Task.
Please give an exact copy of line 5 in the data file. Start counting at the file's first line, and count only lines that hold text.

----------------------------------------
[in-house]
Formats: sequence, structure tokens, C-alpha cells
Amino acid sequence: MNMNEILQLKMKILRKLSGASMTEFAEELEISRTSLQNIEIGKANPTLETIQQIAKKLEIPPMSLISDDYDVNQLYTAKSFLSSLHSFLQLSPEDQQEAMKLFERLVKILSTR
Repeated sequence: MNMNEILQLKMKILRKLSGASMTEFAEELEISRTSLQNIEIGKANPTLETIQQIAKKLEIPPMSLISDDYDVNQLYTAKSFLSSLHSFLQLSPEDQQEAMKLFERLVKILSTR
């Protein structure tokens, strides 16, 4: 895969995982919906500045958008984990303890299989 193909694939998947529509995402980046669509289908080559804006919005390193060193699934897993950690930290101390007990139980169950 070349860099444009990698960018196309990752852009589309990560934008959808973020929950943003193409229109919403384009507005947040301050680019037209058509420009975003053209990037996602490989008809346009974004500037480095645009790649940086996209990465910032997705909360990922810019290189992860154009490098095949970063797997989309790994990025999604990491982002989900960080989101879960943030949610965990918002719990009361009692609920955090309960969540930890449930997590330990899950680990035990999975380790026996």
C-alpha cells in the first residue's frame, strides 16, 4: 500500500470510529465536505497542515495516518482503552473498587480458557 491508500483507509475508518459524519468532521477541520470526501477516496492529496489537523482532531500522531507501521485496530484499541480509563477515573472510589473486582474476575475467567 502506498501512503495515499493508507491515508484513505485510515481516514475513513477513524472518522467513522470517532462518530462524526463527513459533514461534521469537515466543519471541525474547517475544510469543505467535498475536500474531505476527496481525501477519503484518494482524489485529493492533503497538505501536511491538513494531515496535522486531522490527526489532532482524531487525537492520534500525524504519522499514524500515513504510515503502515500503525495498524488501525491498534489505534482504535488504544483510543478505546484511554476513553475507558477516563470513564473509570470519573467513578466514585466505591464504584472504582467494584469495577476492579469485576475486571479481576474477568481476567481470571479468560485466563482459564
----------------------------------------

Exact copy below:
């Protein structure tokens, strides 16, 4: 895969995982919906500045958008984990303890299989 193909694939998947529509995402980046669509289908080559804006919005390193060193699934897993950690930290101390007990139980169950 070349860099444009990698960018196309990752852009589309990560934008959808973020929950943003193409229109919403384009507005947040301050680019037209058509420009975003053209990037996602490989008809346009974004500037480095645009790649940086996209990465910032997705909360990922810019290189992860154009490098095949970063797997989309790994990025999604990491982002989900960080989101879960943030949610965990918002719990009361009692609920955090309960969540930890449930997590330990899950680990035990999975380790026996």